Ham Latkes

Since the Hanukah Ham was such a success, I decided to branch out (like a Menorah) tonight, and make some Ham Latkes (aka Ham Croquettes for the Goyim reading this).

No real recipe, and I didn’t measure anything, but the following description should be sufficient to get you going.

Pull off a bunch of ham, about as much as you would serve two people as a main course. Its ok to use the ugly bits, because it’s getting all munched up in the food processor.

Added a chunk of Italian Gorgonzola Dulce (“sweet” blue cheese), but any sharp cheese will do.

A large dollop of sour cream (or gvina levanah or labaneh or “Greek” yogurt, whatever you have).

Season with British dry mustard (i.e. Coleman’s) and black pepper. Some chopped fresh herbs would be good too, but I was too lazy. Add an egg (I use the egg white in the container) to hold together, and a bit of Matzah Meal (or bread crumbs or flour) as a binding agent.

The “secret ingredient” is a small Israeli pickle, which adds texture and a great flavor to the mix.

Pulse in food processor just until everything is chopped up and sticks together, but not too much or it will turn into a gummy mess.

Form into patties, and dredge in seasoned flour. Then dip into beaten egg (again I used the egg white from the container) with some hot sauce mixed in. Then dip in panko and/or seasoned breadcrumbs. For a crispier coating, do a second dip in the egg and breadcrumbs. Then fry in small batches canola oil until golden brown on both sides.





Hangover Brunch

After the epic meal at Gilt last night, needed something simple and nourishing this afternoon. I made a plantain with black beans and a sunny side egg.

I usually slice and fry plantains, but this time I boiled it. It was very easy, no worry about burning it, and came out delicious. Just peeled it and plopped it in to a pot of salted water. Boiled for a about 10 minutes until the point of a knife made it the center with little resistance. Just like boiling a potato.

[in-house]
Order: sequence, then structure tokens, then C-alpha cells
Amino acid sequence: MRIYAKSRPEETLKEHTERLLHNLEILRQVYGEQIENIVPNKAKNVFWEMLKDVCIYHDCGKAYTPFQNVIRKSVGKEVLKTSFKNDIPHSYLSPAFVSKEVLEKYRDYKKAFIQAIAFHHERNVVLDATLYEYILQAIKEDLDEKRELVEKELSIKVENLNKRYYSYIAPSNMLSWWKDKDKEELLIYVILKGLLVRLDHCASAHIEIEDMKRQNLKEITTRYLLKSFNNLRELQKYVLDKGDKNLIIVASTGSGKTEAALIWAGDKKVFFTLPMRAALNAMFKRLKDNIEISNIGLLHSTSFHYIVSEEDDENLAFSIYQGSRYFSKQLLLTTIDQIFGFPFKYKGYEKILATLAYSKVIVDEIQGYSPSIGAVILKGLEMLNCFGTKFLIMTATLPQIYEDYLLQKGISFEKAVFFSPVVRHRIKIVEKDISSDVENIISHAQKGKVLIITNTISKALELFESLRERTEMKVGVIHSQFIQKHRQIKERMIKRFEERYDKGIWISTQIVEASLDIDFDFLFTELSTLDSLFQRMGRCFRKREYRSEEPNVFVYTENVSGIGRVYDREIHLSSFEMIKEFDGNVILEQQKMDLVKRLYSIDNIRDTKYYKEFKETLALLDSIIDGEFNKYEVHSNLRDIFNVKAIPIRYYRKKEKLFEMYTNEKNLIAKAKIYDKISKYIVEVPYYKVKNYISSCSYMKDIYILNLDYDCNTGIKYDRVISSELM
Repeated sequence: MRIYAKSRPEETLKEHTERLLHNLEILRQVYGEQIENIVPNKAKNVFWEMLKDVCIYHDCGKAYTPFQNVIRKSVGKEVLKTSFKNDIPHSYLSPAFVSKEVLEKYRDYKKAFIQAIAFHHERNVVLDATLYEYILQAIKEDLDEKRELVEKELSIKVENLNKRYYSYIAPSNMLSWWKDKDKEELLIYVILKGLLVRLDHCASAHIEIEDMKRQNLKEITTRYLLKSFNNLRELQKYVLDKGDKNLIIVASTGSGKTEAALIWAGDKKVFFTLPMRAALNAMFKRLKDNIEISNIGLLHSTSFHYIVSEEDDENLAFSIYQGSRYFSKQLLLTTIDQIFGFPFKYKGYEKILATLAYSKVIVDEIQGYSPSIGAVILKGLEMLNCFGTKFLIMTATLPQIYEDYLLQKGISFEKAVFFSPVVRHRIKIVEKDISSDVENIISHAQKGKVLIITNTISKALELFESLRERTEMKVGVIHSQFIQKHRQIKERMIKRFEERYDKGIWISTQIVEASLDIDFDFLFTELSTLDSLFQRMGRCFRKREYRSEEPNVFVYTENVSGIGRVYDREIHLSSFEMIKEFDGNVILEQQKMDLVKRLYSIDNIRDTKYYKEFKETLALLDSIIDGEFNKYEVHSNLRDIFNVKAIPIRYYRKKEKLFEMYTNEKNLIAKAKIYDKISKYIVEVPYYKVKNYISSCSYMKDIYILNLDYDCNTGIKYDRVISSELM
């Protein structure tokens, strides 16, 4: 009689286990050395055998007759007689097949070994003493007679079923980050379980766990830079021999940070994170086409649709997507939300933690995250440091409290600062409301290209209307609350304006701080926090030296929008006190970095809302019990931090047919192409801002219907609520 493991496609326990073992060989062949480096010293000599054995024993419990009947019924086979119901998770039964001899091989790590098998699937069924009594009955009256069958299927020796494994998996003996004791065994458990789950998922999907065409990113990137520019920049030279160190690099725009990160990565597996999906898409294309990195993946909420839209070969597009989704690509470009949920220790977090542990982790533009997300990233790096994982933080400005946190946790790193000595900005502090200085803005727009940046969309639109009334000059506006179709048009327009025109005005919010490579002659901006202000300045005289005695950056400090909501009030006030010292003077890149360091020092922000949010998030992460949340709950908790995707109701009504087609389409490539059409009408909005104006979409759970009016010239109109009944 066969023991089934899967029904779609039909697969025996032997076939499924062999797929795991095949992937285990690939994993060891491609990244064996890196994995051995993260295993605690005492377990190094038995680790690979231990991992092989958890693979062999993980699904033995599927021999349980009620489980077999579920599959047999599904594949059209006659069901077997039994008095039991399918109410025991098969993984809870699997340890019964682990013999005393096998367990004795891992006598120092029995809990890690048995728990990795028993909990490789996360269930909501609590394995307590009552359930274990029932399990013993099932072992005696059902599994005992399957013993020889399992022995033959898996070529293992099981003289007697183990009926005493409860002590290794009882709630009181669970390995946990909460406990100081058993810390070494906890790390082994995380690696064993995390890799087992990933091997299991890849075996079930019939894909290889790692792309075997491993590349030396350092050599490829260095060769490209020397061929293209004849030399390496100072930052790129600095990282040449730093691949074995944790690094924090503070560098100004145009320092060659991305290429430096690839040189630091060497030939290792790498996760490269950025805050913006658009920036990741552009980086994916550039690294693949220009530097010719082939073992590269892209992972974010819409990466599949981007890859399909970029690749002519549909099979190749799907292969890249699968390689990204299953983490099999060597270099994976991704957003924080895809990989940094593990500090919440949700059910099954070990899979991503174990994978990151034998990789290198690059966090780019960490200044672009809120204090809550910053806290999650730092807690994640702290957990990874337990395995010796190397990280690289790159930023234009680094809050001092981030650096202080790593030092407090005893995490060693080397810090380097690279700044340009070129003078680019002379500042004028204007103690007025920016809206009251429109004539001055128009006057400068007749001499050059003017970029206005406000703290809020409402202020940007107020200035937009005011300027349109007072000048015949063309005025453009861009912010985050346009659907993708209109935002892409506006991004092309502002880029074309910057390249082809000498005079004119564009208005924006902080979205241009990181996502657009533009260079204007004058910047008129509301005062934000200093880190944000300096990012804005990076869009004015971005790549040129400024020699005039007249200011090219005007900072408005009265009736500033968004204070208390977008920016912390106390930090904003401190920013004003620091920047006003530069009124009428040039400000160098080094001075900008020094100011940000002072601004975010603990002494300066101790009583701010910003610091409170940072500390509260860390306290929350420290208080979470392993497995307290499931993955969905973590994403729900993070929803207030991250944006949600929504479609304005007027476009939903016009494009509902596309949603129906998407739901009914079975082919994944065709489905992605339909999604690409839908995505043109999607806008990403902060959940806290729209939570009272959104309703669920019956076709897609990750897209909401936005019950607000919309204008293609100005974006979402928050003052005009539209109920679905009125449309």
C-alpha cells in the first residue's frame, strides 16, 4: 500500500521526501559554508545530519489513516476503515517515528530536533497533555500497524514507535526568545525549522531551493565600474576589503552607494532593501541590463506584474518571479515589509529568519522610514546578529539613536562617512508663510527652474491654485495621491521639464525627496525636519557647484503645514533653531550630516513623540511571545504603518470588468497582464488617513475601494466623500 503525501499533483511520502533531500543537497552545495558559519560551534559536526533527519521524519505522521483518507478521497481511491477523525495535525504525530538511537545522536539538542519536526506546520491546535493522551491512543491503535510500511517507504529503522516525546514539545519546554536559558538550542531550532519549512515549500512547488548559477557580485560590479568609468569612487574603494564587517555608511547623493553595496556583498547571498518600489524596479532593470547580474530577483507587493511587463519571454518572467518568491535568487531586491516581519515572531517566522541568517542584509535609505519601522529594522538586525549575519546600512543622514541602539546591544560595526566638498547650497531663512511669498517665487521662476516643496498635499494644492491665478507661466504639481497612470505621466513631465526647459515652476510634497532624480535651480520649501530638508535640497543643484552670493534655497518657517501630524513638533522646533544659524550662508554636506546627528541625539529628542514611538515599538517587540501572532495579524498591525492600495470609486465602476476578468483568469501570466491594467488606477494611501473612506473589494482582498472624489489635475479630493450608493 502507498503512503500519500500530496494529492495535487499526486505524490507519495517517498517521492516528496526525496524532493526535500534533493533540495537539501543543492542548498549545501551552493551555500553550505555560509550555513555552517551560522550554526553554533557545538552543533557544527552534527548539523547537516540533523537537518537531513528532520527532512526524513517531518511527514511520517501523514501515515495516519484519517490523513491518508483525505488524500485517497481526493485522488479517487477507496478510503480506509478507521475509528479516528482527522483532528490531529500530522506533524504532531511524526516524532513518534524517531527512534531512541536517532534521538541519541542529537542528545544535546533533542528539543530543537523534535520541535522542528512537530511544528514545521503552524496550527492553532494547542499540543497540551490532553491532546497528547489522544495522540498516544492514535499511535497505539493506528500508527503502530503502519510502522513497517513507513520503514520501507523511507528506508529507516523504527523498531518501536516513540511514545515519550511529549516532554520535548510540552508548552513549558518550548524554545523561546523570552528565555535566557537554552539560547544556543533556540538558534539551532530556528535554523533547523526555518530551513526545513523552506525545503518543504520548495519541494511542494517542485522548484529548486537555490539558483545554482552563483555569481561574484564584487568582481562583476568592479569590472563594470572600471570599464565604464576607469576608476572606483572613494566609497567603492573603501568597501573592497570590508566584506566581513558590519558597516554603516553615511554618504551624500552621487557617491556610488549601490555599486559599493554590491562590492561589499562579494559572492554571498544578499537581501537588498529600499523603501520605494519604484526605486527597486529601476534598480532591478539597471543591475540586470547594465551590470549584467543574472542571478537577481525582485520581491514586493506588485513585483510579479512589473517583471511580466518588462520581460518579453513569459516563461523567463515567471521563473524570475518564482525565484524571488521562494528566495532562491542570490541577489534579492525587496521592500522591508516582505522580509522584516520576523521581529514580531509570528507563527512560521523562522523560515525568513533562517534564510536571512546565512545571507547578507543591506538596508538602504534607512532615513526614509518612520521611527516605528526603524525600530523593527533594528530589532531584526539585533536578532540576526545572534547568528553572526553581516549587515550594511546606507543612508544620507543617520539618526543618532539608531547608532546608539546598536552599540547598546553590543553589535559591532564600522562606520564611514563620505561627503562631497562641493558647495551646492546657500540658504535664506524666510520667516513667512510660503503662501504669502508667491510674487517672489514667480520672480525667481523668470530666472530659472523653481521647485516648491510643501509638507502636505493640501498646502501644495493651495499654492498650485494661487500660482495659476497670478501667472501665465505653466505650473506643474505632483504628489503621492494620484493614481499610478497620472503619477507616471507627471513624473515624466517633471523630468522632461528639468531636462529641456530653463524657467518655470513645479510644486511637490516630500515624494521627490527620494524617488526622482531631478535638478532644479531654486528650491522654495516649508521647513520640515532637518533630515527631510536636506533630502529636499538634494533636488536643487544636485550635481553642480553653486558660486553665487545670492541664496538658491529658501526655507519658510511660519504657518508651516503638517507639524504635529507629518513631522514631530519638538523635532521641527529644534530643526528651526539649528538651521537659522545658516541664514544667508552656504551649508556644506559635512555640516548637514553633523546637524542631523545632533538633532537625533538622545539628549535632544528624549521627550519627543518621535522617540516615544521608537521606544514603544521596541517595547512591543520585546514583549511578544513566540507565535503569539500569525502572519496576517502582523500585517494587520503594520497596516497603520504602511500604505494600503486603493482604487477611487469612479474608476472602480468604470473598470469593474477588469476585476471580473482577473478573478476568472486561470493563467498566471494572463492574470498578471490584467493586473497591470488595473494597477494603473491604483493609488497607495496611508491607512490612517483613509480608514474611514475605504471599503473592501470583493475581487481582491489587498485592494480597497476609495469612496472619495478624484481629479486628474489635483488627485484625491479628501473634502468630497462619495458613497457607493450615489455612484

The beans came from a can. dumped undrained into a frying pan lubricated with a thin coating of olive oil ()about 1 tsp. Add to that a healthy dollop of Goya Recaito from the jar (about 2 TB) and mix well. Mash with the back of a spoon and cook until hot and bubbly, stirring occasionally.

The egg was “poach-fried” in a small pan in about 1 TB of olive oil. Like a regular fried egg, but lower heat so it doesn’t brown, and gets the flavor of the oil. Spoon the oil over the yolk as it cooks so its not raw when the white is ready.

Serve with a wedge of lime and hot sauce of choice. And a couple of strips of bacon. And a bloody mary.


For brunch today I made Swiss-style rosti with bacon, mushrooms, onions, and Gruyere. I used this video http://www.foodnetwork.com/videos/swiss-rosti/245.html and the associated recipe http://www.foodnetwork.com/recipes/tylers-ultimate/rosti-with-bacon-mushrooms-and-onions-recipe/index.html as the base, but took a few shortcuts.I didn’t peel the potatoes or parboil them, and ran everything through the small grater disc on the food processor.


  • 2 large yukon gold potatoes, washed
  • 1 onion, peeled
  • 2 sprigs fresh thyme, leaves stripped from stem
  • freshly ground black pepper
  • sea salt
  • 1 TB canola oil
  • 1 TB butter
  • Swiss Gruyer, grated
  • 8 oz package baby bella mushrooms, or other mushrooms
  • 3-4 slices smoked bacon, chopped


  1. Clean the potatoes, peel the onion, wash the mushrooms. Run them all through the food processor using the small grating disc (e.g. 4mm)
  2. Dump into a large bowl, add salt and pepper and thyme and chopped bacon, mix well.
  3. In a large cast iron frying pan, heat half the oil  over medium heat.
  4. Add half of the mixture to the pan, pressing down to form an even layer across the bottom and smoothing out so it sticks together. Pull back a bit from the edges.
  5. When edges start to brown, loosen from bottom and flip carefully onto a plate, then add half the butter to the pan and slide the rosti into the pan to cook the other side.
  6. Sprinkle half of the shredded cheese over the top to melt while the second side is cooking.
  7. Remove from pan when bottom is lightly browned, cut into pieces and serve with white wine.


  • can also be made in smaller pans for individual portions as a side dish. But with a vegetable side dish, it makes a great main course.
  • pre-cooking the onions and mushrooms with the bacon to get some of the extra liquid out would probably help it brown and not steam.
  • Squeezing the extra liquid out of the potatoes would also be a good idea instead of dumping the whole wet mess straight into the pan.
  • If I had a leek, I would use that instead of the onion.
  • This would be better with some fancier wild mushrooms.